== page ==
By Debbie Gregory.
Many veterans who fought to protect and defend our country have continued to fight in order to get the support they need from the federal government. Fortunately, help is on the way for veterans living with hepatitis C, one of the greatest threats facing those who have served.
Congress has earmarked $1.5 billion in the just-passed budget for the Department of Veterans Affairs to treat veterans with hepatitis C.
While hepatitis C has reached epidemic levels nationwide, the veteran community has a hepatitis C infection rate that is nearly double the national average. For veterans, this deadly, blood-borne disease is a leading cause of liver failure, liver damage and liver cancer. It impacts veterans disproportionately due to a variety of factors, including battlefield blood exposure, emergency transfusions and mandatory vaccinations in the era before hepatitis C testing became common. It is estimated that as many as 230,000 veterans suffer from hepatitis C, a rate five times greater than the general population.
The cost of treatment is staggering. Newer treatments using modern drugs with fewer side effects and a higher cure rate cost over $1,000 per pill. That means a full treatment cycle needed to cure hepatitis C can cost over $84,000 per patient. While the VA does get a 50% discount from the drug maker, it’s still very expensive to treat all the veterans afflicted with the disease.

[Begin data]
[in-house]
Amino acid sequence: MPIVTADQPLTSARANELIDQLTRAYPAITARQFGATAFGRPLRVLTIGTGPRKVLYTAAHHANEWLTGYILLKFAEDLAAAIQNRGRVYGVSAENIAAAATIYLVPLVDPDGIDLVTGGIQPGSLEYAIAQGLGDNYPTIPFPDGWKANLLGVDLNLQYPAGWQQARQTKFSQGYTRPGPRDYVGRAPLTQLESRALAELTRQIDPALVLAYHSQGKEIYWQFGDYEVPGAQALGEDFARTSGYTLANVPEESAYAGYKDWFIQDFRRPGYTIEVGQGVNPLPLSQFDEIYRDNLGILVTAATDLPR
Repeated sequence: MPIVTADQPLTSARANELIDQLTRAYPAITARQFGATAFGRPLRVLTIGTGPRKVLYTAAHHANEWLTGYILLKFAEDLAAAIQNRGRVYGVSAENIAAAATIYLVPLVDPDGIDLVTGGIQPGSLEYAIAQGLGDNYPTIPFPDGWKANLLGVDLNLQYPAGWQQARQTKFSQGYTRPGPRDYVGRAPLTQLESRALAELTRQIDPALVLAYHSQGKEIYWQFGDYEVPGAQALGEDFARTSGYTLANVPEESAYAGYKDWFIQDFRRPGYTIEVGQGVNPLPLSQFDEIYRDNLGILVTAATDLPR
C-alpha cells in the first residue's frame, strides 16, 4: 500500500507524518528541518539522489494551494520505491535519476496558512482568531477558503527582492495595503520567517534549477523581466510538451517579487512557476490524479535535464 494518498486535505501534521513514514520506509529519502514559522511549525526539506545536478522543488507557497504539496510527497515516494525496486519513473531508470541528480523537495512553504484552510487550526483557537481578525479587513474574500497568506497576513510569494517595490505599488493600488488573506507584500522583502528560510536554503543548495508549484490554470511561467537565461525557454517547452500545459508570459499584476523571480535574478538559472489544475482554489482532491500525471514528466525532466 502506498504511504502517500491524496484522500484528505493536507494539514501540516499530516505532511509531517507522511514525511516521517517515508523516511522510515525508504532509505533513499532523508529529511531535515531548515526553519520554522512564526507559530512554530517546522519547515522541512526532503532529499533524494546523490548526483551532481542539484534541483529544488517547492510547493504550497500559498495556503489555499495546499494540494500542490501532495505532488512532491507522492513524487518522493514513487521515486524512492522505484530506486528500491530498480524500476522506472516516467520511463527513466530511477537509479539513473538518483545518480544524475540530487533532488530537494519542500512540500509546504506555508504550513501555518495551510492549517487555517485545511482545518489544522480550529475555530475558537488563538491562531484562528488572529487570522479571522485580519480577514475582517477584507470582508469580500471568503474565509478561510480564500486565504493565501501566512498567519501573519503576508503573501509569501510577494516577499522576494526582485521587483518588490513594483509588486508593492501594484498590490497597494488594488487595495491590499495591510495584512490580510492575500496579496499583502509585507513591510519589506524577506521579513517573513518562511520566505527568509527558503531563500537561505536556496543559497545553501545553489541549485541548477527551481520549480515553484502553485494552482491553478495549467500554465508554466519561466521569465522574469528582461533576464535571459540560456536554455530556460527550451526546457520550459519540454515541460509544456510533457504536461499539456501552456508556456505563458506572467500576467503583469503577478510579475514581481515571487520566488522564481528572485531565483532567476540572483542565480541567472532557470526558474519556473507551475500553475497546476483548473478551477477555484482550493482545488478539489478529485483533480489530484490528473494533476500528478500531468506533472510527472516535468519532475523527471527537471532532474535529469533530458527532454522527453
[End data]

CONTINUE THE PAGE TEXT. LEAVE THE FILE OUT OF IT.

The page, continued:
Ironically, the drug that can effectively cure 99% of all people infected with the hepatitis C virus was invented by a doctor who worked for the VA. That doctor sold the drug to a private company for around $400 million in 2012. The doctor estimates it costs $1,400 to produce a full treatment regimen of the drug. This is the same medication that the company charges $42,000 for, which reflects the 50% discount.
The VA has been seeking funding from Congress for years to treat infected veterans. The Senate Appropriations Committee followed the lead of military veteran and senator Mark Kirk (R-IL) and approved a budget for the that included the additional $200 million to fund critical hepatitis C treatments to make up the $1.5 billion for hepatitis C over the next two years.
The new influx of funds in this year’s budget should go a long way to provide needed treatment to seriously ill veterans and help cure many veterans who are not yet showing serious symptoms.